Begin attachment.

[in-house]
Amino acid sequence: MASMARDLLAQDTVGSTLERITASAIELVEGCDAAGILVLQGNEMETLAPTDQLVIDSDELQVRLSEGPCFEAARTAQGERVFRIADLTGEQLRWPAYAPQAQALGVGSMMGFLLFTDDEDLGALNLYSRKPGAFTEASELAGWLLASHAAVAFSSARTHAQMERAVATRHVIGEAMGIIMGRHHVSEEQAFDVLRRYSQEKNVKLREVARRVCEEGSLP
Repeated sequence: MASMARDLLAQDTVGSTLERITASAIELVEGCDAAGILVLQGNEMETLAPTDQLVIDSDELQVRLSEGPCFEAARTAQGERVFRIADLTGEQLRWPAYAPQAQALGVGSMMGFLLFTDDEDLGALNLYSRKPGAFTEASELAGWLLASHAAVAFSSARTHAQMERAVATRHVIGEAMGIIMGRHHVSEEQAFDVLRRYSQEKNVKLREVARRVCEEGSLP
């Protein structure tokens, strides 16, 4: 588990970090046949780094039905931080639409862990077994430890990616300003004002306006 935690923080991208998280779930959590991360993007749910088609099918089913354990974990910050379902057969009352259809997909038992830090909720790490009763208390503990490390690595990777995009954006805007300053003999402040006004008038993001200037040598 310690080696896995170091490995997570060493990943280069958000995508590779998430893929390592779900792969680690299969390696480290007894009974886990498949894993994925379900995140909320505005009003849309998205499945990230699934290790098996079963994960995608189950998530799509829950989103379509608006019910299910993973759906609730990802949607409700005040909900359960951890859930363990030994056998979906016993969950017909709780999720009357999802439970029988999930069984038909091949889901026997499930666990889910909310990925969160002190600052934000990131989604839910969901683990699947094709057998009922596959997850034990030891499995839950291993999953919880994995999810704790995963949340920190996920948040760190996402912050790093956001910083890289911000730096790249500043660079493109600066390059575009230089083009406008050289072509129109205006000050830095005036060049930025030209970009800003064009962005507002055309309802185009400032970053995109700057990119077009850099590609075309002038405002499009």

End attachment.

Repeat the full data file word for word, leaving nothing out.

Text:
[in-house]
Amino acid sequence: MASMARDLLAQDTVGSTLERITASAIELVEGCDAAGILVLQGNEMETLAPTDQLVIDSDELQVRLSEGPCFEAARTAQGERVFRIADLTGEQLRWPAYAPQAQALGVGSMMGFLLFTDDEDLGALNLYSRKPGAFTEASELAGWLLASHAAVAFSSARTHAQMERAVATRHVIGEAMGIIMGRHHVSEEQAFDVLRRYSQEKNVKLREVARRVCEEGSLP
Repeated sequence: MASMARDLLAQDTVGSTLERITASAIELVEGCDAAGILVLQGNEMETLAPTDQLVIDSDELQVRLSEGPCFEAARTAQGERVFRIADLTGEQLRWPAYAPQAQALGVGSMMGFLLFTDDEDLGALNLYSRKPGAFTEASELAGWLLASHAAVAFSSARTHAQMERAVATRHVIGEAMGIIMGRHHVSEEQAFDVLRRYSQEKNVKLREVARRVCEEGSLP
């Protein structure tokens, strides 16, 4: 588990970090046949780094039905931080639409862990077994430890990616300003004002306006 935690923080991208998280779930959590991360993007749910088609099918089913354990974990910050379902057969009352259809997909038992830090909720790490009763208390503990490390690595990777995009954006805007300053003999402040006004008038993001200037040598 310690080696896995170091490995997570060493990943280069958000995508590779998430893929390592779900792969680690299969390696480290007894009974886990498949894993994925379900995140909320505005009003849309998205499945990230699934290790098996079963994960995608189950998530799509829950989103379509608006019910299910993973759906609730990802949607409700005040909900359960951890859930363990030994056998979906016993969950017909709780999720009357999802439970029988999930069984038909091949889901026997499930666990889910909310990925969160002190600052934000990131989604839910969901683990699947094709057998009922596959997850034990030891499995839950291993999953919880994995999810704790995963949340920190996920948040760190996402912050790093956001910083890289911000730096790249500043660079493109600066390059575009230089083009406008050289072509129109205006000050830095005036060049930025030209970009800003064009962005507002055309309802185009400032970053995109700057990119077009850099590609075309002038405002499009």